It is unlikely that there is any genuine portrait of Louis-Charles "from life" in the Temple prison. As Marguerite Jallut noted,  many artists later found it to their advantage to claim that that they had penetrated the Temple: "In reality no-one came, no-one was allowed to enter except the municipal commissioners, the administrators and those who accompanied them..."(p.261). The only securely documented exception is Kucharski, who is thought to have gained entry with visiting officials, in early 1793.  Shortly afterwards there was a tightening of security.  An order of the General Council of the Commune, dated 1st April 1793,  forbade all guards or "any others" from making drawings (no doubt in particular floorplans of the prison);  those caught in contravention of this order were to be subject to immediate arrest. Louis-Charles himself was increasingly isolated. On 3rd July 1793, he was removed from his mother and placed under the surveillance of Antoine Simon and his wife. After 16th October 1793 he was no longer allowed to exercise in the prison garden but confined to the tower.  Following Simon's removal in January 1794, he was almost literally walled up alive.  He was found by Barras on 10th Thermidor in a darkened room, surrounded by his own excrement. In the final year of his life, under the care of Laurent, Gomin, then Lasne, his treatment improved, but there were still no unauthorised visitors.  It is possible that the architect Bélanger, one of the commissaries of the Commune, made a brief sketch but, if so, this portrait has never been securely identified.

A portrait by Jean-Marie Vien le jeune

This striking portrait in the Carnavalet, by Jean-Marie Vien, is probably the  strongest candidate for an authentic image from life.  An inscription on the frame, clearly later in date, read(s): "Portrait of Louis XVII, painted in the Temple prison in 1793 on the order of the Convention by Vien (fils) 1735-1806". (Laurentie, Louis XVII, vol. 1, p.555).

Unfortunately there is no supporting evidence that any such commission was ever made.

Musée Carnavalet, 
Louis XVII in the Temple prison in 1793 
Joseph-Marie Vien, the younger (1760-1848)
Oil on canvas, 60cm x 48cm
Signed and dated "Vien fils, 1793"
Acquired by the Carnavalet in 1922, in a "public sale"

Laurentie situates the picture in the mid-1793:
It is without doubt at this date (Summer 1793) that one should place the famous portrait by Vien fils.  In truth, this portrait does not offer a very reliable likeness, but it can serves to bear witness.(Laurentie, Louis XVII, vol. 1, p.40).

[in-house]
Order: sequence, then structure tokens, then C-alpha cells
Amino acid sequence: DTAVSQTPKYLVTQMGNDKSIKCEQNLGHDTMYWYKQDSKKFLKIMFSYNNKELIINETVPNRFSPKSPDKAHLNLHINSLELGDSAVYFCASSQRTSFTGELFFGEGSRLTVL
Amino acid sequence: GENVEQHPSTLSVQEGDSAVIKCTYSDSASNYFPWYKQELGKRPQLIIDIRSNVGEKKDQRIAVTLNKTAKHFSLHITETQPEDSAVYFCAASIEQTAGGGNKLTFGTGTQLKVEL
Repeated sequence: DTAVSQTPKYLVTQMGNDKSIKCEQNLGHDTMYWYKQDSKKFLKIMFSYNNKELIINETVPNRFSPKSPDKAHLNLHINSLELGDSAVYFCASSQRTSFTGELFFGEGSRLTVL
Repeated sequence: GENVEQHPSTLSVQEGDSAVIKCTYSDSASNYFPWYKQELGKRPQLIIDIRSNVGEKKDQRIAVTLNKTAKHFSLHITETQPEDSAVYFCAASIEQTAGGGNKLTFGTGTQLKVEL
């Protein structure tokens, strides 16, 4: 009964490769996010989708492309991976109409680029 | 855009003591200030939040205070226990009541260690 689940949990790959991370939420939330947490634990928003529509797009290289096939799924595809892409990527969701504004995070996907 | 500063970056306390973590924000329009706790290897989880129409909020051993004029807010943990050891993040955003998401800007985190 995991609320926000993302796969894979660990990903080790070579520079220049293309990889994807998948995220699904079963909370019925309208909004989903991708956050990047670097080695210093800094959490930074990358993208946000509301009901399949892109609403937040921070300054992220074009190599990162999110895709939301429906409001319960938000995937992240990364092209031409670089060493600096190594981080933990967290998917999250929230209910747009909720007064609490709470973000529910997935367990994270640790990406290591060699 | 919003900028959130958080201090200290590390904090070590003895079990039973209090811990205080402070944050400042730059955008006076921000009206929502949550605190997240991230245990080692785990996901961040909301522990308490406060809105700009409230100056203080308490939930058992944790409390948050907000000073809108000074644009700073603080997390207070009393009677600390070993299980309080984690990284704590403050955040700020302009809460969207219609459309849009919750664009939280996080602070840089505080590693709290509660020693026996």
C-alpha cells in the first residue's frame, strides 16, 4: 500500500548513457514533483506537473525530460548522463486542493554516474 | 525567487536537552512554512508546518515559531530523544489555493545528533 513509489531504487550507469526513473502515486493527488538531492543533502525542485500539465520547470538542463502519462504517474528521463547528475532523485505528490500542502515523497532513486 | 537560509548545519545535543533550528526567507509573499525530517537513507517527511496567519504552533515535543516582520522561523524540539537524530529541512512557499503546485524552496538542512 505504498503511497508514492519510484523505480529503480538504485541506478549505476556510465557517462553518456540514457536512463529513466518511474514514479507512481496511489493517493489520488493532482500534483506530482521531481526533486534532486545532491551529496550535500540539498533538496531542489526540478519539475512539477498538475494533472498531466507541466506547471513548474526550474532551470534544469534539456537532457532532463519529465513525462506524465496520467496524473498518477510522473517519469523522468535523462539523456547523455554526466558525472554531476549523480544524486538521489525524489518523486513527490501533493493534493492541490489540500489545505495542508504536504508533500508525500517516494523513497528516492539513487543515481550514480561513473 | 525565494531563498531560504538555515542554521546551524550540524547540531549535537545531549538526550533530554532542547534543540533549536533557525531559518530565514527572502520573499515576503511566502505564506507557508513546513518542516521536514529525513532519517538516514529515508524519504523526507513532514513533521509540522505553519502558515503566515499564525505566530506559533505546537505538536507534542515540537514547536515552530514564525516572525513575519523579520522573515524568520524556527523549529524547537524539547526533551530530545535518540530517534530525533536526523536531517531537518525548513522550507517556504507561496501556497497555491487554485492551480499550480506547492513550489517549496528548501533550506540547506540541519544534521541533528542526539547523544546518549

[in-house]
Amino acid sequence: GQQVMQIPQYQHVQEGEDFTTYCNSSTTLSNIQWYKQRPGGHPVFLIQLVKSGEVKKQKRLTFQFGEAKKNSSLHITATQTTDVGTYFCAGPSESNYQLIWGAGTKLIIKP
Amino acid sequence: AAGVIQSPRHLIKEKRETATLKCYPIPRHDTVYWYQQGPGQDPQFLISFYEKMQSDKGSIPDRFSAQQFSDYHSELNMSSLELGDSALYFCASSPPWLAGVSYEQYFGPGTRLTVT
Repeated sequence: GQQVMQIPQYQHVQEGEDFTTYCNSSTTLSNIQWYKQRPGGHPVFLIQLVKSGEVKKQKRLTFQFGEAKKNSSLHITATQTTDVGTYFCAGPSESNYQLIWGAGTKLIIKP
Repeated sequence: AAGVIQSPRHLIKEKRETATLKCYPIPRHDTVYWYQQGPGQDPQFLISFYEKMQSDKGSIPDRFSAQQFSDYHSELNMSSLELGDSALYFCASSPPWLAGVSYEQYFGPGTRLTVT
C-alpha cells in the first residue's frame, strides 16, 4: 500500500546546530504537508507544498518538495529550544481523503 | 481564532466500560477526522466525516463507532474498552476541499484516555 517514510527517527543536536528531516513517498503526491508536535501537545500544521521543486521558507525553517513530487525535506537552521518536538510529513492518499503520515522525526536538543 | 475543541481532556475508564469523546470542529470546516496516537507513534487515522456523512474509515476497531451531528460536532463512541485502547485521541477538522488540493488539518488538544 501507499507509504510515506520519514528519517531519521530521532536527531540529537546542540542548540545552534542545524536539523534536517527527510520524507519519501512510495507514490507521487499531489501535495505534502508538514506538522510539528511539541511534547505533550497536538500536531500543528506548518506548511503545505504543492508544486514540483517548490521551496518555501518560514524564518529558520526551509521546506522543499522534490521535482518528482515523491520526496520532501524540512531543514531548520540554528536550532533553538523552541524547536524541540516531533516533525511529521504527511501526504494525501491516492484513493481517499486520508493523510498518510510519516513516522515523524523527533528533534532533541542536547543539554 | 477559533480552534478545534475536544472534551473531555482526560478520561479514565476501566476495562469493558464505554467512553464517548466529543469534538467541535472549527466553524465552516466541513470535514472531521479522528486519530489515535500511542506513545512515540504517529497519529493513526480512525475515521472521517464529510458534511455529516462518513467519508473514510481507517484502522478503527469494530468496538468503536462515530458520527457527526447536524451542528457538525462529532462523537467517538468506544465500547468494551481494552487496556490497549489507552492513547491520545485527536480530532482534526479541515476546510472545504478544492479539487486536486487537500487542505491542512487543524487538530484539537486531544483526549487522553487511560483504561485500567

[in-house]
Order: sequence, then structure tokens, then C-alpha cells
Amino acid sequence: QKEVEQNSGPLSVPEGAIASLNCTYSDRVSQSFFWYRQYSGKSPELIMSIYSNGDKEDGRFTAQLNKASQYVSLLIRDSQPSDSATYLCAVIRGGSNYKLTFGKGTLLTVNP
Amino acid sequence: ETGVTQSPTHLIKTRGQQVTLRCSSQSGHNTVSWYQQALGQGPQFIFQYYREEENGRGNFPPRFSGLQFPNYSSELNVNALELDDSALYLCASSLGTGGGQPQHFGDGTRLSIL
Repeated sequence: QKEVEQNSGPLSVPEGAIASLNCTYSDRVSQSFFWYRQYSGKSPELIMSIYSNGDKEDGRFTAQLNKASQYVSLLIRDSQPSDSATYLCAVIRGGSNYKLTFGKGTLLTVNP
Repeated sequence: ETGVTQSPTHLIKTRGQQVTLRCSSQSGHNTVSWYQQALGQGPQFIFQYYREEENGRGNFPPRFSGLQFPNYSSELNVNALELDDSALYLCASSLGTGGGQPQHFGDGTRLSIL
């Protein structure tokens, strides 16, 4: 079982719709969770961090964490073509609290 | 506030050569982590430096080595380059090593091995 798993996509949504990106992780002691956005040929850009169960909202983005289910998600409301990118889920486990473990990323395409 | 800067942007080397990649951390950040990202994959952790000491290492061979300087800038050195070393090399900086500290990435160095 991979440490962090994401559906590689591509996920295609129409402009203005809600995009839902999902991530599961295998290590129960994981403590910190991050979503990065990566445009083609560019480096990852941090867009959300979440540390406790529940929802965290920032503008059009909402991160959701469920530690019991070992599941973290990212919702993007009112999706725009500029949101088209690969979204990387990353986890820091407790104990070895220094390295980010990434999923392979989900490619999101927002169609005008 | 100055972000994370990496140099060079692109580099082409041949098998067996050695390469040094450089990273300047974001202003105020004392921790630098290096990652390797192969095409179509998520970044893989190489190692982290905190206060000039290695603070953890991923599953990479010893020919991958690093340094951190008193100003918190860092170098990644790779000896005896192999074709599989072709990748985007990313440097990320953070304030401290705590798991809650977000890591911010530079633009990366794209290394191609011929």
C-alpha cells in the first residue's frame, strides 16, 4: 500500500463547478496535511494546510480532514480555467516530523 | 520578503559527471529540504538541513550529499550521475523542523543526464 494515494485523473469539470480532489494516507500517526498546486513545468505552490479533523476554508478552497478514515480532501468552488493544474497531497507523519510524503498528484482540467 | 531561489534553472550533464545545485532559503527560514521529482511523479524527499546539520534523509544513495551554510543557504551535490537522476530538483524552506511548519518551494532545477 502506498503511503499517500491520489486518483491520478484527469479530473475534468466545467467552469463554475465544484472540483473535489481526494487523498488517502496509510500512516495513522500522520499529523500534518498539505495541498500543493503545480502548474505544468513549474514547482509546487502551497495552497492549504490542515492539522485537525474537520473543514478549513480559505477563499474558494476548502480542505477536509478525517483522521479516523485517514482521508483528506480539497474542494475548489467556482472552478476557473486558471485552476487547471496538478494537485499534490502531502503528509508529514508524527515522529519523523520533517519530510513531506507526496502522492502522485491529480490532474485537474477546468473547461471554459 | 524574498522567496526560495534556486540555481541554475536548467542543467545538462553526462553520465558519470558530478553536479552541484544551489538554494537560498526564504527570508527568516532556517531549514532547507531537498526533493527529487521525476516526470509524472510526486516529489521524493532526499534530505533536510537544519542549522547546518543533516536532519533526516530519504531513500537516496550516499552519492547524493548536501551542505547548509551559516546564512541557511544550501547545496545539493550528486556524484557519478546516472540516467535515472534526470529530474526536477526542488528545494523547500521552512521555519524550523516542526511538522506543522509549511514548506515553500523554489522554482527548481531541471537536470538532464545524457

From now on, the little boy, who was always threatened by lack of air and vulnerable to rickets, saw his limbs grow long and his chest congested.  At the time that he was taken from his mother (July 1793), Viens fils, the miniaturist, shows him well-dressed but already narrow-chested and stooping. (L'Iconographie, p 23)

There is little information about provenance, other than that the Carnavalet  acquired it in a "public sale" in 1922.  In 1910-11 the picture was temporarily in the possession of the journalist Henri Rochefort, who used it to try to discredit the pretender Naundorff: 
I have recently been brought a picture that I first saw almost a quarter of a century ago, when the proprietor asked a price which would have put off even the most ardent royalist.  It is a portrait of Louis XVII, painted in the Temple by order of the Committee of Public Safety, by Vien, signed and dated 1793.  
In Rochefort's view the picture contradicted the claim that Naundorff, with his supposed  "Bourbon nose", bore any resemblance to Louis XVII:
The portrait of the true Dauphin, executed in the Temple only two years before his death, shows an infant who is frail, bloodless, evidently anaemic.  His nose is not at all aquiline and does not resemble that of his father.  To judge by his complexion and hair-colour, he rather resembles the "Austrian type" of Marie-Antoinette.  The Committee of Public Safety, apprehensive about the health of the little prisoner, had exceptionally authorised the artist into the Temple, which was closed to all, in order to make a portrait and prove to the public that the child was still alive.